Ambulances, Helicopters & Duct Tape: A Desert Race Gone Wrong

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T here I was, lying flat on my back in the southern New Mexico desert with some pretty serious injuries, looking at what remained of my brand new desert bike. Talk about intense pain (looking at my damaged bike, not the injuries)! Thankfully, I was able to rally what little common sense I possessed and didn't try to stand up before the paramedics arrived to duct tape me to a backboard and cart me off to definitive medical care. I did, however, immediately jerk my helmet off. In retrospect, that wasn't too good of an idea. 

The weekend of the first dirt bike desert race of the season started great. I arrived at the course in time for the Saturday pre-ride, which consisted of one lap around the 20-mile course for familiarity and machine setup. The pre-ride was uneventful, the course layout great, and although I was a little uncomfortable on my brand new bike, I felt really good about the next day's race. 

Sunday arrived and the race kicked off as scheduled at 8 o'clock. I got a good start and was having the time of my life. I hit the first checkpoint at the 12-mile point, got my visor card marked, and made a left turn down a section of high-speed single track. It was at this point I made the transition from "having the time of my life" to "it sucks to be me." 

I got out of shape going good and fast, and high-sided huge. If you're unfamiliar with motorcycle lingo, by "high-side," I mean being pitched upward off the bike in a graceful arc, resembling a 180-pound lawn dart. I landed on the right side of my head and my right shoulder. Total damage: four fractured vertebrae, fractured collarbone, heavily flexed rib cage and a pretty good ding on the head. I got an ambulance ride to a community hospital, a medevac helicopter transfer to a larger military medical center, 10 days in the hospital, and a bunch of titanium holding my spine together. Talk about intense pain (removing all that duct tape, not the fractures)! 

After more than two years as an Air Force Safety Center aviation-mishap investigator, I couldn't help thinking of my current plight in terms of the "what," which was immediately obvious--I fell off my dirt bike doing the national speed limit, and the "why" or "root cause," which took a little more percolation. Oh, and yes, the irony of my being a "Safety Center" staff officer went unnoticed by very few (sorry, boss--at least it was the Ground Safety stats I pushed up). 

I came up with two factors that undoubtedly contributed to the crash. First was my unfamiliarity with the bike, and second, an inadequate bike setup. 

Riders on new or unfamiliar bikes are highly overrepresented in accident statistics. Guilty on that count! I had planned on getting a bunch of seat time on my new desert bike over the winter, but things got busy at work, and time went by. I found myself breaking in this new bike less than a week before the race. 

I'd been looking forward to this race all winter and wasn't going to miss it. Starting the pre-ride, I had only about 45 minutes ride time on it; I used the pre-ride to finish breaking in the motor. Although this bike was similar to my previous bike, it had its differences. My unfamiliarity with those differences was undoubtedly a factor in this crash. 

In any sort of racing, setup is critical to performance and safety. I fell below the line on this count, as well. All the normal Motorcycle Safety Foundation recommended pre-ride checks, such as tire pressure, spoke tightness, and chain adjustment are critical, but in racing, the bar is higher. A combination of not enough seat time and getting a little lazy led me to fail to accurately adjust the suspension damping, adjust the spring sag, set the bars, etc. I also hadn't gotten around to mounting a critically important steering stabilizer on the new bike. These were all factors that could have prevented the crash. The bottom line is that motorcycle racing has plenty of inherent risk. There's no need to add risk by inadequate preparation.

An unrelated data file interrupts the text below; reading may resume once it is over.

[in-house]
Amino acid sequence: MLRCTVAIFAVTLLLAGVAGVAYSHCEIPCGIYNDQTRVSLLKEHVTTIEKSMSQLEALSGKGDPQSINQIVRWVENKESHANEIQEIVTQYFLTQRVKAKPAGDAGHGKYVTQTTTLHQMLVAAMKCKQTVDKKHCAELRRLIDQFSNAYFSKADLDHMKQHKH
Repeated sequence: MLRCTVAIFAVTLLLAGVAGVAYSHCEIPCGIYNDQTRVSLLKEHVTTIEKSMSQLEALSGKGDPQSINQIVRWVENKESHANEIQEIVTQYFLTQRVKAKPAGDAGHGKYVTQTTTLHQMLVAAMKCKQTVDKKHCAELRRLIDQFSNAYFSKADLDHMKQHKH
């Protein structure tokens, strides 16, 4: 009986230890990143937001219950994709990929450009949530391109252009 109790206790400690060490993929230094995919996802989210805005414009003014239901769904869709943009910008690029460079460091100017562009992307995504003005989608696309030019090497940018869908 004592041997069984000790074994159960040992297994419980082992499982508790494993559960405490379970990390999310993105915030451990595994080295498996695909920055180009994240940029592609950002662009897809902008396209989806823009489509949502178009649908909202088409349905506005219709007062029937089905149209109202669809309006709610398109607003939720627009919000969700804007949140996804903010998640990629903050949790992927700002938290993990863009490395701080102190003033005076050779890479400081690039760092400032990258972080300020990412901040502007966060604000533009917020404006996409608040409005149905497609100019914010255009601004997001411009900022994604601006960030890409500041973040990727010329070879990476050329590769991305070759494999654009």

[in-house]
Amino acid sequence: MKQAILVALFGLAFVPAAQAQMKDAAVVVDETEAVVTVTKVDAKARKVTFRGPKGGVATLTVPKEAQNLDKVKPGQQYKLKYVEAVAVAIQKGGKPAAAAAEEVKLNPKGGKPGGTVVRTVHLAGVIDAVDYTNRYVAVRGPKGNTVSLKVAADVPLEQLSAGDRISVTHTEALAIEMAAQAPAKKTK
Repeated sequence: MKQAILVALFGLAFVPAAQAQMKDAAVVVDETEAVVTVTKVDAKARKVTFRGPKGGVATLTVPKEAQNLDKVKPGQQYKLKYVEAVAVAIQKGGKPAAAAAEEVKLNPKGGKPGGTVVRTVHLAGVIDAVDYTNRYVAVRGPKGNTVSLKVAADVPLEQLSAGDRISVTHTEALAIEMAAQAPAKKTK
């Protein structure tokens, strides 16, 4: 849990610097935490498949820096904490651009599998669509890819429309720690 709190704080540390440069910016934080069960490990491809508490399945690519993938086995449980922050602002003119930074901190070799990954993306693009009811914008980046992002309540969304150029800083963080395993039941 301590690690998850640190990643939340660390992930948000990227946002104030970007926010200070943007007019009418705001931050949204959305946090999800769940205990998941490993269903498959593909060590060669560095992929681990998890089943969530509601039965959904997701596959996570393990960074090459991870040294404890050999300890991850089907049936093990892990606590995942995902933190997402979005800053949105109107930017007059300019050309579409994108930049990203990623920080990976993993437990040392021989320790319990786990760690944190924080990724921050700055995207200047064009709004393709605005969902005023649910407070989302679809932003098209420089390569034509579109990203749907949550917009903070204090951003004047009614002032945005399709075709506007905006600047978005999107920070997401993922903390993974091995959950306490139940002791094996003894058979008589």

Now a little bit about my experience with helmets. I feel lucky that out of more than 20 years of riding and racing motorcycles, I've never had a life-threatening injury. That would not have been the case if I hadn't worn high-quality, full-face helmets religiously. 

This crash and one I was involved in 20 years ago, road-racing at a track in Wisconsin, were very similar in impact characteristics. The first thing to hit the ground on both occasions was my head (this should clear up some questions from my co-workers). The central impact on both occasions was very low on the helmet. In my recent crash, my state-of-the-art carbon/Kevlar matrix helmet was severely fractured where the chin-bar transitions into the main shell. This impact occurred just in front of my right ear lobe. In the earlier crash, the impact occurred at the base of my skull, centered on the back of my head. 

The reason I think it's important to highlight these impacts is two-fold. The first is simply that both likely would have been fatal without a quality helmet. The second is due to the number of Airmen I see wearing barely DOT-legal half-helmets. Both of my impacts occurred below where these style helmets provide any protection. Not going to preach here, just giving the bottom line: If I had been wearing a half-helmet in either one of these impacts, I wouldn't be writing this article. 

As simplistic as it may sound, the biggest lesson I learned from this crash is that it could happen to me. Twenty years of riding and racing with no major injuries had me in a major state of denial. Serious injuries happened to other people. I was never going to be the guy leaving in the ambulance or helicopter. I now know it did happen to me, and it can happen to you. Please gear up and ride safe!